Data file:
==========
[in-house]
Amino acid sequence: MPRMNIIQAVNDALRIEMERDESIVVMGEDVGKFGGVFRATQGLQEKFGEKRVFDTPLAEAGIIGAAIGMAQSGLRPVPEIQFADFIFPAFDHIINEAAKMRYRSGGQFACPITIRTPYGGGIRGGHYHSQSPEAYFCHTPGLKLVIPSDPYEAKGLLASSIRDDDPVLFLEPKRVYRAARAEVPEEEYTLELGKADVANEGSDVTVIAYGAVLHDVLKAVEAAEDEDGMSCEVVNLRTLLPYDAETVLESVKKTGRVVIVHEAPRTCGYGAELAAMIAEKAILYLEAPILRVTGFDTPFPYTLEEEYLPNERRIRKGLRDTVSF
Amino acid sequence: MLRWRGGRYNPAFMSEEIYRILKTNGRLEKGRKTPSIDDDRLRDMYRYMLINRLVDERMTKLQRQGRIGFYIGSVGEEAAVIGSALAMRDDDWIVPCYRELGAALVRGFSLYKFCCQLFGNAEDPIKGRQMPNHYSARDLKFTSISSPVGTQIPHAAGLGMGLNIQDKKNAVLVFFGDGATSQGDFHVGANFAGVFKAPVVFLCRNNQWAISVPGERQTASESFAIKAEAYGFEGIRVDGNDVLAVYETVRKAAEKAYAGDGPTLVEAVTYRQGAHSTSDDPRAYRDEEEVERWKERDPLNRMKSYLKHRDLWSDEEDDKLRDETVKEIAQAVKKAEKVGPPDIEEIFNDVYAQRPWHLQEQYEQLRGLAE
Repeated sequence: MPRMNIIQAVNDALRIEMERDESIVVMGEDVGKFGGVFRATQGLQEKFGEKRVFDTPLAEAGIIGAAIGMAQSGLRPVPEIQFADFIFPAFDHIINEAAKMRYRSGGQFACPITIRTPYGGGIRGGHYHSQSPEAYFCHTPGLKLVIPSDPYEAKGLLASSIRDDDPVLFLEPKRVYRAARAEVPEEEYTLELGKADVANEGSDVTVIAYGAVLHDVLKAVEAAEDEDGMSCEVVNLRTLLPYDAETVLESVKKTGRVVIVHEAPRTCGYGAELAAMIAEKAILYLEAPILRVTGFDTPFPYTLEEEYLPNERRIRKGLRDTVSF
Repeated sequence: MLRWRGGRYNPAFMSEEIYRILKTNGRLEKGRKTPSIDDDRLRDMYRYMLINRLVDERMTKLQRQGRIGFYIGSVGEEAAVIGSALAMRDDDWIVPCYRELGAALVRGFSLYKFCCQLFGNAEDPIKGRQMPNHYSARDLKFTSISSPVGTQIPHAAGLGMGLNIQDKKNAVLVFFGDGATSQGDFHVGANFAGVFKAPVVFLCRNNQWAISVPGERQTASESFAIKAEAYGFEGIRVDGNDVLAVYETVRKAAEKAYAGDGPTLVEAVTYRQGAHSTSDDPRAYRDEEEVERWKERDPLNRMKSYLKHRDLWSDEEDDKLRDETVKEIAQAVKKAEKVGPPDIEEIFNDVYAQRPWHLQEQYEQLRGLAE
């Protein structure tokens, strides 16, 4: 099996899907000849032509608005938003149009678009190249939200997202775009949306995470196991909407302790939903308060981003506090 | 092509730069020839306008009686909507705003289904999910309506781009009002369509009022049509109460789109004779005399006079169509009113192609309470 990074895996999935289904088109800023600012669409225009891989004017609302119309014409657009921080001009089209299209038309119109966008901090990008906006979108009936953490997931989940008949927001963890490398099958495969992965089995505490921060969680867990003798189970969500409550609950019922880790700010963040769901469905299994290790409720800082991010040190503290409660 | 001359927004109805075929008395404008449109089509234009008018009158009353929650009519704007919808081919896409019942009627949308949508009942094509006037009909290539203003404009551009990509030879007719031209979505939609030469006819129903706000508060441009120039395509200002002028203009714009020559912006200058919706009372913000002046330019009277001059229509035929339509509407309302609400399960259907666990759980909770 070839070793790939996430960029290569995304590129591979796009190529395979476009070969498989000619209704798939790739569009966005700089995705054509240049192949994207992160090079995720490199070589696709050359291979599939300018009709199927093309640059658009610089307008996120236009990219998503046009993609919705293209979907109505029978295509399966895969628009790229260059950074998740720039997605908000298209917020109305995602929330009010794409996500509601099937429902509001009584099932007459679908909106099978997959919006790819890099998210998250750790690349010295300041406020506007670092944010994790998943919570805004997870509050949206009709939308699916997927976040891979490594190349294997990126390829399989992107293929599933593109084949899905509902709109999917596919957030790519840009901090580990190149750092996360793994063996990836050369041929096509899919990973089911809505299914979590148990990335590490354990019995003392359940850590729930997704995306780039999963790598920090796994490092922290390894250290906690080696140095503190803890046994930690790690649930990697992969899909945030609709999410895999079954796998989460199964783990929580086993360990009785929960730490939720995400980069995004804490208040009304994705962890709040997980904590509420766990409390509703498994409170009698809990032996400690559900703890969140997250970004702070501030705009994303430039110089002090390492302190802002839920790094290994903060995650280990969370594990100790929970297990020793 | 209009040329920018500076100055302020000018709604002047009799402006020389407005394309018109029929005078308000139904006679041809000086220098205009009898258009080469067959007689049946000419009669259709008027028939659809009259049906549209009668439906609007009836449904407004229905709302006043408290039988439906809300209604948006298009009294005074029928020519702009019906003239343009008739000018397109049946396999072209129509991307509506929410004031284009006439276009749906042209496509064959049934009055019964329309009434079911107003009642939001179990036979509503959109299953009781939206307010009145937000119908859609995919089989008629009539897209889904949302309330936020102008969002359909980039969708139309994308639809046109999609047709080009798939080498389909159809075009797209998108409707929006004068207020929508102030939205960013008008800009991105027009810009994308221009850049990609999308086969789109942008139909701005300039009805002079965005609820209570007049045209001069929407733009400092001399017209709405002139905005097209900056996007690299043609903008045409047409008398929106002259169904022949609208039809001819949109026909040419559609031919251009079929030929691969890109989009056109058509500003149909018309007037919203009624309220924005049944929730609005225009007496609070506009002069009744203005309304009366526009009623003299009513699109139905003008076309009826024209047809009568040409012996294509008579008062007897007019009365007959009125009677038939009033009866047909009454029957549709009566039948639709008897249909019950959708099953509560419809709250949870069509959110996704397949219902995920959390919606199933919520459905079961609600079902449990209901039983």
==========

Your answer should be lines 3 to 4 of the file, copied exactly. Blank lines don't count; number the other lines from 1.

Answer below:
Amino acid sequence: MLRWRGGRYNPAFMSEEIYRILKTNGRLEKGRKTPSIDDDRLRDMYRYMLINRLVDERMTKLQRQGRIGFYIGSVGEEAAVIGSALAMRDDDWIVPCYRELGAALVRGFSLYKFCCQLFGNAEDPIKGRQMPNHYSARDLKFTSISSPVGTQIPHAAGLGMGLNIQDKKNAVLVFFGDGATSQGDFHVGANFAGVFKAPVVFLCRNNQWAISVPGERQTASESFAIKAEAYGFEGIRVDGNDVLAVYETVRKAAEKAYAGDGPTLVEAVTYRQGAHSTSDDPRAYRDEEEVERWKERDPLNRMKSYLKHRDLWSDEEDDKLRDETVKEIAQAVKKAEKVGPPDIEEIFNDVYAQRPWHLQEQYEQLRGLAE
Repeated sequence: MPRMNIIQAVNDALRIEMERDESIVVMGEDVGKFGGVFRATQGLQEKFGEKRVFDTPLAEAGIIGAAIGMAQSGLRPVPEIQFADFIFPAFDHIINEAAKMRYRSGGQFACPITIRTPYGGGIRGGHYHSQSPEAYFCHTPGLKLVIPSDPYEAKGLLASSIRDDDPVLFLEPKRVYRAARAEVPEEEYTLELGKADVANEGSDVTVIAYGAVLHDVLKAVEAAEDEDGMSCEVVNLRTLLPYDAETVLESVKKTGRVVIVHEAPRTCGYGAELAAMIAEKAILYLEAPILRVTGFDTPFPYTLEEEYLPNERRIRKGLRDTVSF